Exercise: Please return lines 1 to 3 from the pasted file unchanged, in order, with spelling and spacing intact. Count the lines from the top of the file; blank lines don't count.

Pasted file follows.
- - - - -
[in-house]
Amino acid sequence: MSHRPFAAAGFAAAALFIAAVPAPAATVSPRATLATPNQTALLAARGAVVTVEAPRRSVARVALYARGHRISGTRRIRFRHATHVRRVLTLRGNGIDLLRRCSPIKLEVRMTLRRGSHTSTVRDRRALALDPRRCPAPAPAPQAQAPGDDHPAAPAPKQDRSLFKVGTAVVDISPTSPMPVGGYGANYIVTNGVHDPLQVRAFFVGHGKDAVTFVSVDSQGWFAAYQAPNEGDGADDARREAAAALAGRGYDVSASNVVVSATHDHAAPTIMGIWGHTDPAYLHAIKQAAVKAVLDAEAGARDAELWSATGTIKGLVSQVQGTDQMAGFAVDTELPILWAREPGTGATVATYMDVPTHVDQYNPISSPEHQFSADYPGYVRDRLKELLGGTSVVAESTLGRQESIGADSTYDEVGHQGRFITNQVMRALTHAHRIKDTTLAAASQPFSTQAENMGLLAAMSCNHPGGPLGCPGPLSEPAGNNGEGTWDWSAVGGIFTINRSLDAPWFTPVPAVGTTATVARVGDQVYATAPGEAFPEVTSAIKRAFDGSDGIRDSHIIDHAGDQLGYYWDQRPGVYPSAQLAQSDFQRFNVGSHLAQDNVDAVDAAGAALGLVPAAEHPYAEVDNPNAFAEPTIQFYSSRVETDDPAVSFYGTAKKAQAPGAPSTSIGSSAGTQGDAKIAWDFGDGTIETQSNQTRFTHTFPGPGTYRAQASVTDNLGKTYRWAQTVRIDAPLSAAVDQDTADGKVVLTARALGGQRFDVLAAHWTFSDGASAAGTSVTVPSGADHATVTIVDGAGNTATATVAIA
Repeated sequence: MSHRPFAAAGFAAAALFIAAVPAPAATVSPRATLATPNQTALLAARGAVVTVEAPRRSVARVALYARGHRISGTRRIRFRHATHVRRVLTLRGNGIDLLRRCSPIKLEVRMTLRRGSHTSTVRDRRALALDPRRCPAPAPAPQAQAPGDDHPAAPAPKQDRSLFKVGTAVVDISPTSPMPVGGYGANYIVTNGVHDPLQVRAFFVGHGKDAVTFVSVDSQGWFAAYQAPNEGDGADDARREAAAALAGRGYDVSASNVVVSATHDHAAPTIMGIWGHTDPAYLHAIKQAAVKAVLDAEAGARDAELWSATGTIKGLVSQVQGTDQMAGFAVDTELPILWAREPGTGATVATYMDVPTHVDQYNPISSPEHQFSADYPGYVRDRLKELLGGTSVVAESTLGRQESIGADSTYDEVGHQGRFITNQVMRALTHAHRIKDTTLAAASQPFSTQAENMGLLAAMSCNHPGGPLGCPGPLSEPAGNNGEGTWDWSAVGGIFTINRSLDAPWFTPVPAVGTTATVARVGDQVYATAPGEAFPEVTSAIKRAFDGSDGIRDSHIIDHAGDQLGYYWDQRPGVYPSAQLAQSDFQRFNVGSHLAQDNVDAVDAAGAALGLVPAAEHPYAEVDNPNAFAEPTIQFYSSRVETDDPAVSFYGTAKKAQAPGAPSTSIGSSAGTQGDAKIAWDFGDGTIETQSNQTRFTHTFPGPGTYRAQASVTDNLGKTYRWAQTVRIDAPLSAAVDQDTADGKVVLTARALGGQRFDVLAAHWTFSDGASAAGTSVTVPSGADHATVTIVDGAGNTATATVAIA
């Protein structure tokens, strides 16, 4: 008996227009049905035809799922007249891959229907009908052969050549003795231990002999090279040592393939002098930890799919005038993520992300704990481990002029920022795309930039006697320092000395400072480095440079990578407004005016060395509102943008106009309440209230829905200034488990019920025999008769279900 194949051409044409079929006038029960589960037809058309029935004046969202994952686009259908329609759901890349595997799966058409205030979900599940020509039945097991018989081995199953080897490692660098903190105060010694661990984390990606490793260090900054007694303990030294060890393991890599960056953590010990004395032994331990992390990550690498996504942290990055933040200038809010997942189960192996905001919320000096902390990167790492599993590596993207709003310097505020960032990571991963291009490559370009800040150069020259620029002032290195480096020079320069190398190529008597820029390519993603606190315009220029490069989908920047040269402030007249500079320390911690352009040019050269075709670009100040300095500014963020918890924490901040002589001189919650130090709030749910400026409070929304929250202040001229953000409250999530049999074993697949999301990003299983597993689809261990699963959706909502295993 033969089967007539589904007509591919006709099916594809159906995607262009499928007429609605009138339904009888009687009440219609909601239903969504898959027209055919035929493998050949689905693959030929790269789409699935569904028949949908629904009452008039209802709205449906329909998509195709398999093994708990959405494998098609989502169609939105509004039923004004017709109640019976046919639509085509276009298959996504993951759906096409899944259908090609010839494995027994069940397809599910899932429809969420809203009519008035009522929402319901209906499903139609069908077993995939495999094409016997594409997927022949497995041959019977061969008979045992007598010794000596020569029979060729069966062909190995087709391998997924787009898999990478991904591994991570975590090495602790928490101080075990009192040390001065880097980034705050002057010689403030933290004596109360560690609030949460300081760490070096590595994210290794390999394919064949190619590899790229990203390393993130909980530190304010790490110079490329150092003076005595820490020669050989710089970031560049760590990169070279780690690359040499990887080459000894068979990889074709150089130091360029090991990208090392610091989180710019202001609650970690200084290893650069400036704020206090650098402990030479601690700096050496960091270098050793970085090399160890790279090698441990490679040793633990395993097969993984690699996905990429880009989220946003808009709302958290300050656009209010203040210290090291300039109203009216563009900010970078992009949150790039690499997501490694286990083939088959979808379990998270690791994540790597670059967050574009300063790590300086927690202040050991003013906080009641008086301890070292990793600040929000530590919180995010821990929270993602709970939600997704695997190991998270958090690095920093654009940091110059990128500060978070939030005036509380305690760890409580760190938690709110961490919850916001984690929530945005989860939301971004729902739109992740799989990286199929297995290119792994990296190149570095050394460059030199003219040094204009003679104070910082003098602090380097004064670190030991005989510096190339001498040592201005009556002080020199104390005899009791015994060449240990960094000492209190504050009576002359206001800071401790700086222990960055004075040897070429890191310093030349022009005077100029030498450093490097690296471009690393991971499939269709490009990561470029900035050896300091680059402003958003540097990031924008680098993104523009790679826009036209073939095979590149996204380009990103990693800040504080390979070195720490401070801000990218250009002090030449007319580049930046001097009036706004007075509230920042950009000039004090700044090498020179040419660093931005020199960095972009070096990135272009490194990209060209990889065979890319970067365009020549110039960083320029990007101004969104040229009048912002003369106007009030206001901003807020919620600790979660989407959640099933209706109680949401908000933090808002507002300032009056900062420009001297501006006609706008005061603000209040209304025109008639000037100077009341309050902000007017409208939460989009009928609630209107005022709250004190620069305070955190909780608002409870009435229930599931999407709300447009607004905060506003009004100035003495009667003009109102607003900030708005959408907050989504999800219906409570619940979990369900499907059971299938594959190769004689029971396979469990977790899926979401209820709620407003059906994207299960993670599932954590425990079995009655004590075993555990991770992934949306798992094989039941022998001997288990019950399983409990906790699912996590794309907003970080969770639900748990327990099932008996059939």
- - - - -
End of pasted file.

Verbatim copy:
[in-house]
Amino acid sequence: MSHRPFAAAGFAAAALFIAAVPAPAATVSPRATLATPNQTALLAARGAVVTVEAPRRSVARVALYARGHRISGTRRIRFRHATHVRRVLTLRGNGIDLLRRCSPIKLEVRMTLRRGSHTSTVRDRRALALDPRRCPAPAPAPQAQAPGDDHPAAPAPKQDRSLFKVGTAVVDISPTSPMPVGGYGANYIVTNGVHDPLQVRAFFVGHGKDAVTFVSVDSQGWFAAYQAPNEGDGADDARREAAAALAGRGYDVSASNVVVSATHDHAAPTIMGIWGHTDPAYLHAIKQAAVKAVLDAEAGARDAELWSATGTIKGLVSQVQGTDQMAGFAVDTELPILWAREPGTGATVATYMDVPTHVDQYNPISSPEHQFSADYPGYVRDRLKELLGGTSVVAESTLGRQESIGADSTYDEVGHQGRFITNQVMRALTHAHRIKDTTLAAASQPFSTQAENMGLLAAMSCNHPGGPLGCPGPLSEPAGNNGEGTWDWSAVGGIFTINRSLDAPWFTPVPAVGTTATVARVGDQVYATAPGEAFPEVTSAIKRAFDGSDGIRDSHIIDHAGDQLGYYWDQRPGVYPSAQLAQSDFQRFNVGSHLAQDNVDAVDAAGAALGLVPAAEHPYAEVDNPNAFAEPTIQFYSSRVETDDPAVSFYGTAKKAQAPGAPSTSIGSSAGTQGDAKIAWDFGDGTIETQSNQTRFTHTFPGPGTYRAQASVTDNLGKTYRWAQTVRIDAPLSAAVDQDTADGKVVLTARALGGQRFDVLAAHWTFSDGASAAGTSVTVPSGADHATVTIVDGAGNTATATVAIA
Repeated sequence: MSHRPFAAAGFAAAALFIAAVPAPAATVSPRATLATPNQTALLAARGAVVTVEAPRRSVARVALYARGHRISGTRRIRFRHATHVRRVLTLRGNGIDLLRRCSPIKLEVRMTLRRGSHTSTVRDRRALALDPRRCPAPAPAPQAQAPGDDHPAAPAPKQDRSLFKVGTAVVDISPTSPMPVGGYGANYIVTNGVHDPLQVRAFFVGHGKDAVTFVSVDSQGWFAAYQAPNEGDGADDARREAAAALAGRGYDVSASNVVVSATHDHAAPTIMGIWGHTDPAYLHAIKQAAVKAVLDAEAGARDAELWSATGTIKGLVSQVQGTDQMAGFAVDTELPILWAREPGTGATVATYMDVPTHVDQYNPISSPEHQFSADYPGYVRDRLKELLGGTSVVAESTLGRQESIGADSTYDEVGHQGRFITNQVMRALTHAHRIKDTTLAAASQPFSTQAENMGLLAAMSCNHPGGPLGCPGPLSEPAGNNGEGTWDWSAVGGIFTINRSLDAPWFTPVPAVGTTATVARVGDQVYATAPGEAFPEVTSAIKRAFDGSDGIRDSHIIDHAGDQLGYYWDQRPGVYPSAQLAQSDFQRFNVGSHLAQDNVDAVDAAGAALGLVPAAEHPYAEVDNPNAFAEPTIQFYSSRVETDDPAVSFYGTAKKAQAPGAPSTSIGSSAGTQGDAKIAWDFGDGTIETQSNQTRFTHTFPGPGTYRAQASVTDNLGKTYRWAQTVRIDAPLSAAVDQDTADGKVVLTARALGGQRFDVLAAHWTFSDGASAAGTSVTVPSGADHATVTIVDGAGNTATATVAIA